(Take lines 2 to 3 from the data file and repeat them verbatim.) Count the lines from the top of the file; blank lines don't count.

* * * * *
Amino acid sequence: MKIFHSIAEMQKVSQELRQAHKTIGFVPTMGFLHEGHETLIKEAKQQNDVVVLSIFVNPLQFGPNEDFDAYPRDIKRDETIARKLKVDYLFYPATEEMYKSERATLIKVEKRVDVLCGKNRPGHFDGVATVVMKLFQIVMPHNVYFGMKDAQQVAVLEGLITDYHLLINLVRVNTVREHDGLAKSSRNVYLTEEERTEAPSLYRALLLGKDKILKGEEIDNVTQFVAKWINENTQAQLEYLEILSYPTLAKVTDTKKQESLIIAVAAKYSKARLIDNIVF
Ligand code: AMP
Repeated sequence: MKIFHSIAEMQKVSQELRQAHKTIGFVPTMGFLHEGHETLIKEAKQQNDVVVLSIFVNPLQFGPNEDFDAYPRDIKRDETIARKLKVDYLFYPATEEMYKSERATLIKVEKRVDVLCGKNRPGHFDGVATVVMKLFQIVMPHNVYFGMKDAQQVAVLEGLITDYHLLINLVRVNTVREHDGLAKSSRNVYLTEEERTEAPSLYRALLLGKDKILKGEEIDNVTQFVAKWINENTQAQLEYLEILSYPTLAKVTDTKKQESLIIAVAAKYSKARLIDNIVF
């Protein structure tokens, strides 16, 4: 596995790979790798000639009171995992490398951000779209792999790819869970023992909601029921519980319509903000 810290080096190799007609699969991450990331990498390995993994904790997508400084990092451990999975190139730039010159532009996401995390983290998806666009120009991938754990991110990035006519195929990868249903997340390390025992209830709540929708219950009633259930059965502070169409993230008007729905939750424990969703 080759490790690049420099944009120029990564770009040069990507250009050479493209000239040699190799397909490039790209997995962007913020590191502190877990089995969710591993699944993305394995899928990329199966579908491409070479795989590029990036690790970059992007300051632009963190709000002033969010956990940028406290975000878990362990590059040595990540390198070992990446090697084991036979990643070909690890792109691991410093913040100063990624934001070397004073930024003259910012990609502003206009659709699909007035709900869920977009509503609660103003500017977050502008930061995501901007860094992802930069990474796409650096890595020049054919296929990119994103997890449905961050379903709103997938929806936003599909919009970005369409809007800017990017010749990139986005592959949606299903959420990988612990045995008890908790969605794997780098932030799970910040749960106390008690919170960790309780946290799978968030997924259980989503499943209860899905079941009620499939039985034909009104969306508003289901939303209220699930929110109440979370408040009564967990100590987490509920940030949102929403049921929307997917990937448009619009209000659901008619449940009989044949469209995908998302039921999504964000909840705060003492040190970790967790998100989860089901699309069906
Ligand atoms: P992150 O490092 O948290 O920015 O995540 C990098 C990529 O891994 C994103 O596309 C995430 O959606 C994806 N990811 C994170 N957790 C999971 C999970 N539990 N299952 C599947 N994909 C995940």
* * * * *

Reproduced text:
Ligand code: AMP
Repeated sequence: MKIFHSIAEMQKVSQELRQAHKTIGFVPTMGFLHEGHETLIKEAKQQNDVVVLSIFVNPLQFGPNEDFDAYPRDIKRDETIARKLKVDYLFYPATEEMYKSERATLIKVEKRVDVLCGKNRPGHFDGVATVVMKLFQIVMPHNVYFGMKDAQQVAVLEGLITDYHLLINLVRVNTVREHDGLAKSSRNVYLTEEERTEAPSLYRALLLGKDKILKGEEIDNVTQFVAKWINENTQAQLEYLEILSYPTLAKVTDTKKQESLIIAVAAKYSKARLIDNIVF